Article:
Life, Travel, 日本

What I Love About Japan [2]

This is the second addition to my ‘What I Love About Japan’ series.  In the last post, I showed you a little around the area where I live in Nerima-ku, Tokyo, Japan.  Nerima-ku continues to confound me with its beauty; and every day I am met with the rekindling of my love for this country.  I may not be Japanese, but I love Japan.  It’s odd to say that, having grown up in patriotic America.  I feel like a terrible person sometimes for confessing that I’m not planning on retaining my American citizenship.

Such is life.  We make choices, those choices bring about consequences, and we react.  So, I react by reflecting on what enticed me to return to Japan in the first place.

When you live in a place that captures your soul, do you ever truly leave?

There are times when I look around me and think, Wow, this is incredible.  And I’m a part of it, because I’m here, in the moment.

What do I love about Japan?

1. The signage.

A lot of towns have character mascots.  Nerima-ku is no different.  Nakamurabashi, as seen in the picture to the left, has a cat called Nyanpy.  Nerima-ku as a whole has something that looks like a cross between a goat and a block of tofu.

The sign to the right is a grand example of Japanese warning signs.  If you are unaware of Japanese warning signs, they are rather comical…and simultaneously grim.  For example, the sign above depicts the terrible things that can happen at this railing.  Don’t run into the railing, don’t litter, don’t kick the railing, don’t set off fireworks or start fires, and don’t let your pooch of his lead.

Another example would be the 家でやろう (Please Do It At Home) signs scattered around train stations.

Like this one: iedeyarou

2. Springtime.

Although, the pollen in the Metropolitan area is heinous.

3. I know I mentioned it in the first post, but I love the real parks like this one in Shakuji-koen.IMG_0534

4. The public transportation systems.

The JR Lines.

You can pretty much get anywhere using a network of buses, trains, and subways.  Take the shinkansen (bullet train), and you can go from Tokyo to Kyoto in less than 3 hours.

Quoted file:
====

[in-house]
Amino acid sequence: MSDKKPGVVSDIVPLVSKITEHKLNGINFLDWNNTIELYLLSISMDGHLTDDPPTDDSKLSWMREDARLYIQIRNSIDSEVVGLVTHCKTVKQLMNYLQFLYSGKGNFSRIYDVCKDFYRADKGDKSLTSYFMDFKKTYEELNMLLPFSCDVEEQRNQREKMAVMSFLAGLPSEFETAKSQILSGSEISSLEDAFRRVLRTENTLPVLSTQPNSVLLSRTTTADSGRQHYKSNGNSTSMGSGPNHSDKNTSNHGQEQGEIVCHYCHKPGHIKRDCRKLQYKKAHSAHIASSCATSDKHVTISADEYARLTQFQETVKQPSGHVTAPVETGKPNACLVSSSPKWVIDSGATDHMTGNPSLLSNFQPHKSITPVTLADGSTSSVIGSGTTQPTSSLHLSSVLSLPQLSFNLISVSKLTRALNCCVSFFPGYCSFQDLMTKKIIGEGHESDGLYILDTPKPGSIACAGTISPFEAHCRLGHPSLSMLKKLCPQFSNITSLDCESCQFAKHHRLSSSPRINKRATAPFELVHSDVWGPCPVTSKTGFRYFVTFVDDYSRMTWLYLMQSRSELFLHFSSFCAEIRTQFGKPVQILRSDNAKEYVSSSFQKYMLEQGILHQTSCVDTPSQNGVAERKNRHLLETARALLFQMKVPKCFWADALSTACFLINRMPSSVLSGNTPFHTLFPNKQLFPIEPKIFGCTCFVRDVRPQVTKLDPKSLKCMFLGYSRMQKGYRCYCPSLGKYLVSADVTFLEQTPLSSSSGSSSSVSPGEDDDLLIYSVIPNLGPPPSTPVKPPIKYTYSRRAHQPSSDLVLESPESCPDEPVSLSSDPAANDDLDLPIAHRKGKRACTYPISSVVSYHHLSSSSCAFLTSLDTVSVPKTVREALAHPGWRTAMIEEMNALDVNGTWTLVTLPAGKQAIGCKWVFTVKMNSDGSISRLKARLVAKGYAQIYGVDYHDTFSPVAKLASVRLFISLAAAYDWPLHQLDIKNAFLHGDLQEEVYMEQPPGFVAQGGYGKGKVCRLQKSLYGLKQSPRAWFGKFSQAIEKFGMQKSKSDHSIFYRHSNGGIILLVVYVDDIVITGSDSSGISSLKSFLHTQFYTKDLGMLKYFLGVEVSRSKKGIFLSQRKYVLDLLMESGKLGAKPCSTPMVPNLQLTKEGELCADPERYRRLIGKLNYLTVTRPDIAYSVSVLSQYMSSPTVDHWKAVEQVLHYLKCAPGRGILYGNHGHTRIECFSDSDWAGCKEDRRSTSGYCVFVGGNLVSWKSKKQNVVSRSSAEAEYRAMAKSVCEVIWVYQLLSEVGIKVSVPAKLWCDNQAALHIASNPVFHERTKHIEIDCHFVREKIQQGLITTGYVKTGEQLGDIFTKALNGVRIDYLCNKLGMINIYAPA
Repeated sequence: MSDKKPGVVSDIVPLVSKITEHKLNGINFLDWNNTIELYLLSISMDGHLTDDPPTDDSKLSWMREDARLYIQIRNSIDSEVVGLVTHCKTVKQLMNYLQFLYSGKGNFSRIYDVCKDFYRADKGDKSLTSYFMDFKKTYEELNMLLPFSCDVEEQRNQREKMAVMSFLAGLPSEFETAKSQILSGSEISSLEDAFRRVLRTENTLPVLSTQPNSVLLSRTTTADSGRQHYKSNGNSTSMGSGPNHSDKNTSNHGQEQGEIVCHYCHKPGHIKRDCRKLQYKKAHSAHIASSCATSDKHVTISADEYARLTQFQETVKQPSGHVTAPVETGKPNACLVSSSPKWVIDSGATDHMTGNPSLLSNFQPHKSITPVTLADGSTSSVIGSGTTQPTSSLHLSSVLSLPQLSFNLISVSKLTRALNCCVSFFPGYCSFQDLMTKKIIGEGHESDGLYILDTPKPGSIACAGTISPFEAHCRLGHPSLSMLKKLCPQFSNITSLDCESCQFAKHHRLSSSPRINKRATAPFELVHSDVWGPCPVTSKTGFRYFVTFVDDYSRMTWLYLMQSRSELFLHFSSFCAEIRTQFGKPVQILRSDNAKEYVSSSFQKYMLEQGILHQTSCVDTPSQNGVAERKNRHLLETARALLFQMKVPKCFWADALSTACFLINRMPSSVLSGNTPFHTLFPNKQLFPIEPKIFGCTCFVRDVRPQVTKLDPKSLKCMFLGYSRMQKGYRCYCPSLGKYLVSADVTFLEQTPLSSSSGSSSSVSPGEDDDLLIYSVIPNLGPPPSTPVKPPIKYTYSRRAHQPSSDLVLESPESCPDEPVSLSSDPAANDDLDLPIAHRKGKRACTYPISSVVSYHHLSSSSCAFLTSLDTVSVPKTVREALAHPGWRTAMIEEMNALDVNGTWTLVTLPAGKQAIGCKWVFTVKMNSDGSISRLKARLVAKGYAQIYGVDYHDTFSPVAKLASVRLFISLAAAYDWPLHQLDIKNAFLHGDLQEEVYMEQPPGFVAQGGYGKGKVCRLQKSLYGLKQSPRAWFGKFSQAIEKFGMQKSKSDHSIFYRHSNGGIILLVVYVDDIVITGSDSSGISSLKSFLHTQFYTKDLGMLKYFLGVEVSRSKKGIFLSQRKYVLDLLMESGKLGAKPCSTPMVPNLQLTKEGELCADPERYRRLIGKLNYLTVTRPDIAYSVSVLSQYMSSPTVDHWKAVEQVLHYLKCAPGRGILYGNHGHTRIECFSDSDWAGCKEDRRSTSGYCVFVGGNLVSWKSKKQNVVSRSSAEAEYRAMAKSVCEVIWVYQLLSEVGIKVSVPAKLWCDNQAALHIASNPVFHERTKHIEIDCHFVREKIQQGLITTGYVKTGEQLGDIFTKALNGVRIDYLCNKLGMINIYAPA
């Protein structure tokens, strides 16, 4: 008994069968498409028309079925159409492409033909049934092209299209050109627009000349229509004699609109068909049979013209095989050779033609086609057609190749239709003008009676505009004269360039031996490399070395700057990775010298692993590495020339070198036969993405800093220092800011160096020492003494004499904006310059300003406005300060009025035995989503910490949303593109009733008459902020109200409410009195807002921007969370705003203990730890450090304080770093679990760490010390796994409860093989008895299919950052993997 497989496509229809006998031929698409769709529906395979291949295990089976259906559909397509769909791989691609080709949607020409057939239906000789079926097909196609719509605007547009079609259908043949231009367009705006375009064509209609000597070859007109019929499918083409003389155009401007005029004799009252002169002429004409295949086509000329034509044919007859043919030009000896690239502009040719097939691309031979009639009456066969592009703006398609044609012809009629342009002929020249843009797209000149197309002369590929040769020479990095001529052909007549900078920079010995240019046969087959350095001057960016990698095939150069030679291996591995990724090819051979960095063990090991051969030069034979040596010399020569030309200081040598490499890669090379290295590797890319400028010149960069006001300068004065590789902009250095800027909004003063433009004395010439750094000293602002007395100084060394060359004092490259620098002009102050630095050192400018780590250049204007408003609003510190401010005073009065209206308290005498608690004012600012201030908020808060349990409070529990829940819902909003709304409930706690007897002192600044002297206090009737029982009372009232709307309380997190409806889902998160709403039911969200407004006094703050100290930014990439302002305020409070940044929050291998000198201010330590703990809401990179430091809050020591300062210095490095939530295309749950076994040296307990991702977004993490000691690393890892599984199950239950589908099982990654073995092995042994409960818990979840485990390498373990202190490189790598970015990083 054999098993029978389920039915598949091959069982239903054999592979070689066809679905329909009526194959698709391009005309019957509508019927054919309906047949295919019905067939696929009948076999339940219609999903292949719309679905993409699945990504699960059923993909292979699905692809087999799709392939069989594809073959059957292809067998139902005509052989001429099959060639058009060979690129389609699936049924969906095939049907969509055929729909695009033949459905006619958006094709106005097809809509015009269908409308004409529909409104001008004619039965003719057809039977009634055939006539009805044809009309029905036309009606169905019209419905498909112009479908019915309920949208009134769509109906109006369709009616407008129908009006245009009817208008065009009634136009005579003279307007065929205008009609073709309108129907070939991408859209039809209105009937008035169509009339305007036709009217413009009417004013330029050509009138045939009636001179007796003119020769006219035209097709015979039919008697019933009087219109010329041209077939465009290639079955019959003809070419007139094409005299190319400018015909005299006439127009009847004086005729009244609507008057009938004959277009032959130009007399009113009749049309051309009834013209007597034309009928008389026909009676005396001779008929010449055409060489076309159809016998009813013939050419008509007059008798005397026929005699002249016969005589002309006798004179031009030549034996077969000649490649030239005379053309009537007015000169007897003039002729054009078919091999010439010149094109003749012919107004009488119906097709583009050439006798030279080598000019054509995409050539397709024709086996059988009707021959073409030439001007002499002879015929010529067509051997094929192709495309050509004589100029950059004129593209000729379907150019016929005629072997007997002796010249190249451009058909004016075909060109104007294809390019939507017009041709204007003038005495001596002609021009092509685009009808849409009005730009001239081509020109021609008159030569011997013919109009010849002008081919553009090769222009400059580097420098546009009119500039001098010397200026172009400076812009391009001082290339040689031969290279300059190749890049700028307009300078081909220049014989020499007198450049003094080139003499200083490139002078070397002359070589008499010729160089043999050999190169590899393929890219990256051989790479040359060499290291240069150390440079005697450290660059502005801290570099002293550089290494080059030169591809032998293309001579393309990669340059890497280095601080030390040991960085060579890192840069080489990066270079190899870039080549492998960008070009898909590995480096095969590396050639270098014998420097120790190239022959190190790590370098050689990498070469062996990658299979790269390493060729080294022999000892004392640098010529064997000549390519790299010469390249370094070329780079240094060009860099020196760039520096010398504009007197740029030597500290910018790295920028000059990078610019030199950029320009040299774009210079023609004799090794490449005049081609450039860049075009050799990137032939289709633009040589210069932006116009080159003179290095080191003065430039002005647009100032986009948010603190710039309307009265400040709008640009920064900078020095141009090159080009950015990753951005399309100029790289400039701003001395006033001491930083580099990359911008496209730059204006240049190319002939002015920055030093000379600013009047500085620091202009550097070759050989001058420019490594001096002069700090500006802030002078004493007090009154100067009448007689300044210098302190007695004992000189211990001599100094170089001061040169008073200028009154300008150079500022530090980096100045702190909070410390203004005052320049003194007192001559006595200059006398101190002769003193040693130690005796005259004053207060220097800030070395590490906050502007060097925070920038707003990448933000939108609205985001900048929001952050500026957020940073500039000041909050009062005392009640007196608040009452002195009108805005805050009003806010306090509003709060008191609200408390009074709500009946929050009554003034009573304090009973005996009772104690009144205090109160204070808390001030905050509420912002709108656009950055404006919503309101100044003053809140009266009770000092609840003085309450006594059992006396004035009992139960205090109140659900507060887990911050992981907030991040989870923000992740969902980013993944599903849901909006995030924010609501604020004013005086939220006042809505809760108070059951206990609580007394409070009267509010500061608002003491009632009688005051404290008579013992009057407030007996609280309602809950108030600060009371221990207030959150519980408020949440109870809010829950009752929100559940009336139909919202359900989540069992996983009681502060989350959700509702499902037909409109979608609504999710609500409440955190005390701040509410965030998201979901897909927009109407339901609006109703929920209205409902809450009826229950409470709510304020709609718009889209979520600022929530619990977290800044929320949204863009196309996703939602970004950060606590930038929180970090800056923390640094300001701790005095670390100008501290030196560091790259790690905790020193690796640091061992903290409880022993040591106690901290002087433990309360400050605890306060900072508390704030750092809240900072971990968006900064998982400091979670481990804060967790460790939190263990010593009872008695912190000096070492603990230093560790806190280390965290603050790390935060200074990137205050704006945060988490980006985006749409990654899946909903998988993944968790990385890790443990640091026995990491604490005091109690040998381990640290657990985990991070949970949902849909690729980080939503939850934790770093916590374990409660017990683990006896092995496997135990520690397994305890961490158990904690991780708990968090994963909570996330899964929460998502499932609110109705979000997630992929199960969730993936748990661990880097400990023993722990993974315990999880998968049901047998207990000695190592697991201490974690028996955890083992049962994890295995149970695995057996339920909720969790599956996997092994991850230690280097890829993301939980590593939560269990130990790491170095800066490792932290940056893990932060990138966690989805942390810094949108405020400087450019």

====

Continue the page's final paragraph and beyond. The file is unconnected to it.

Or you can drive your car, walk, or ride a bicycle.  One thing I don’t love, though, is the price.  If you do not have the luxury of your job or school covering commuter costs, you could spend anywhere from 130 yen to 2000 yen ($1-$19 USD) on a round-trip excursion.  Additionally, if you don’t time your arrival to the station just right, chances are that your entire commute will be thrown off as you wait for the train, get stuck on the local line, and miss the next rapid train at your transfer station because the local’s so maddeningly slow.

It is also worth mentioning the canned sardines experience.  One time, I got into a subway car so packed with people that I was literally hoisted off the ground by the bodies around me.  If you’re claustrophobic, stay away from the stations during rush hour.  If you don’t mind getting intimate with a complete stranger, I’d say give it whirl.

Next on the list!
5. Sights like this:

Dudes dancing Rockabilly at the opening gates to Yoyogi Park.  In fact, I straight up love Yoyogi Park.  It is bustling with activity all of the time.  You can hear music, see craftsman, watch impromptu dancers, and sometimes even tightrope walkers make an appearance.  People lay out on leisure mats, walk their dogs, drink buckets of alcohol, eat bento and sushi, and basically let loose.

The calmness of Shakuji-koen’s park in comparison to the loud energy of Yoyogi Park goes to show that there is some place for everyone here.  Shakuji-koen is quaint and not that engaging for the visitor who seeks action.  Yoyogi is in the center of Harajuku, close to Shibuya, and attracts tourists from every corner of the world.

That concludes the second installment of ‘What I Love About Japan.’  Thank you for reading!  And remember, please do it at home.


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